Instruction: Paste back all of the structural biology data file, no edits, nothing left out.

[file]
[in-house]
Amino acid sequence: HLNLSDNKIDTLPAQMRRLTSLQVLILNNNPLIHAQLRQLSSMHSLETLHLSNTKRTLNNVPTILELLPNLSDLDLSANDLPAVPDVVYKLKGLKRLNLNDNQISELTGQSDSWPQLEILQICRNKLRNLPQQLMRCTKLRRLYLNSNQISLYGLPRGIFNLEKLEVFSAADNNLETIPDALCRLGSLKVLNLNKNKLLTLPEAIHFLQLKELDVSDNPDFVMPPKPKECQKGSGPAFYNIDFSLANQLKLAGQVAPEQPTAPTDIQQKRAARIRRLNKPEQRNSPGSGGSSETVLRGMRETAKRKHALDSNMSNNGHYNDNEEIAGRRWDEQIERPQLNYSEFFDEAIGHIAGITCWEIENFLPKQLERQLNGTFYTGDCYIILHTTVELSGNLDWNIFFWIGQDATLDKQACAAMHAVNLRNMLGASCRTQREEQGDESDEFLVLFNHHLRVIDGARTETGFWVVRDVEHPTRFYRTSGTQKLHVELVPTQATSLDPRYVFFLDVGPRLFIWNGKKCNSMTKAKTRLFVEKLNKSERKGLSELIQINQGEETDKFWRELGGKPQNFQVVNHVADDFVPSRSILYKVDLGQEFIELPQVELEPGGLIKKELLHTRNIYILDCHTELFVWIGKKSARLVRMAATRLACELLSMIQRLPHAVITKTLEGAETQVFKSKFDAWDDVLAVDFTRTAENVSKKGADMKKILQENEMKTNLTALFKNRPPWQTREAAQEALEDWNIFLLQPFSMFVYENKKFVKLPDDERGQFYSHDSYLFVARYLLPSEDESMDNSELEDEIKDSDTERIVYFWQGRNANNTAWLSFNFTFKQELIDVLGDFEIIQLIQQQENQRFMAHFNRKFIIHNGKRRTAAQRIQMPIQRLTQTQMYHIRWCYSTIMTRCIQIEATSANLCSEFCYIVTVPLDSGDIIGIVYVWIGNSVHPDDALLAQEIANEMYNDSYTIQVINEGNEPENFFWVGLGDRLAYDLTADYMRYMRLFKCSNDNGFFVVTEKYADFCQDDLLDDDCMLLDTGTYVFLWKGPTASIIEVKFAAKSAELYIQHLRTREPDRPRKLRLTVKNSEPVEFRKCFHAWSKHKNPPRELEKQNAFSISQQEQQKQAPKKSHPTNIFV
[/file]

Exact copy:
[in-house]
Amino acid sequence: HLNLSDNKIDTLPAQMRRLTSLQVLILNNNPLIHAQLRQLSSMHSLETLHLSNTKRTLNNVPTILELLPNLSDLDLSANDLPAVPDVVYKLKGLKRLNLNDNQISELTGQSDSWPQLEILQICRNKLRNLPQQLMRCTKLRRLYLNSNQISLYGLPRGIFNLEKLEVFSAADNNLETIPDALCRLGSLKVLNLNKNKLLTLPEAIHFLQLKELDVSDNPDFVMPPKPKECQKGSGPAFYNIDFSLANQLKLAGQVAPEQPTAPTDIQQKRAARIRRLNKPEQRNSPGSGGSSETVLRGMRETAKRKHALDSNMSNNGHYNDNEEIAGRRWDEQIERPQLNYSEFFDEAIGHIAGITCWEIENFLPKQLERQLNGTFYTGDCYIILHTTVELSGNLDWNIFFWIGQDATLDKQACAAMHAVNLRNMLGASCRTQREEQGDESDEFLVLFNHHLRVIDGARTETGFWVVRDVEHPTRFYRTSGTQKLHVELVPTQATSLDPRYVFFLDVGPRLFIWNGKKCNSMTKAKTRLFVEKLNKSERKGLSELIQINQGEETDKFWRELGGKPQNFQVVNHVADDFVPSRSILYKVDLGQEFIELPQVELEPGGLIKKELLHTRNIYILDCHTELFVWIGKKSARLVRMAATRLACELLSMIQRLPHAVITKTLEGAETQVFKSKFDAWDDVLAVDFTRTAENVSKKGADMKKILQENEMKTNLTALFKNRPPWQTREAAQEALEDWNIFLLQPFSMFVYENKKFVKLPDDERGQFYSHDSYLFVARYLLPSEDESMDNSELEDEIKDSDTERIVYFWQGRNANNTAWLSFNFTFKQELIDVLGDFEIIQLIQQQENQRFMAHFNRKFIIHNGKRRTAAQRIQMPIQRLTQTQMYHIRWCYSTIMTRCIQIEATSANLCSEFCYIVTVPLDSGDIIGIVYVWIGNSVHPDDALLAQEIANEMYNDSYTIQVINEGNEPENFFWVGLGDRLAYDLTADYMRYMRLFKCSNDNGFFVVTEKYADFCQDDLLDDDCMLLDTGTYVFLWKGPTASIIEVKFAAKSAELYIQHLRTREPDRPRKLRLTVKNSEPVEFRKCFHAWSKHKNPPRELEKQNAFSISQQEQQKQAPKKSHPTNIFV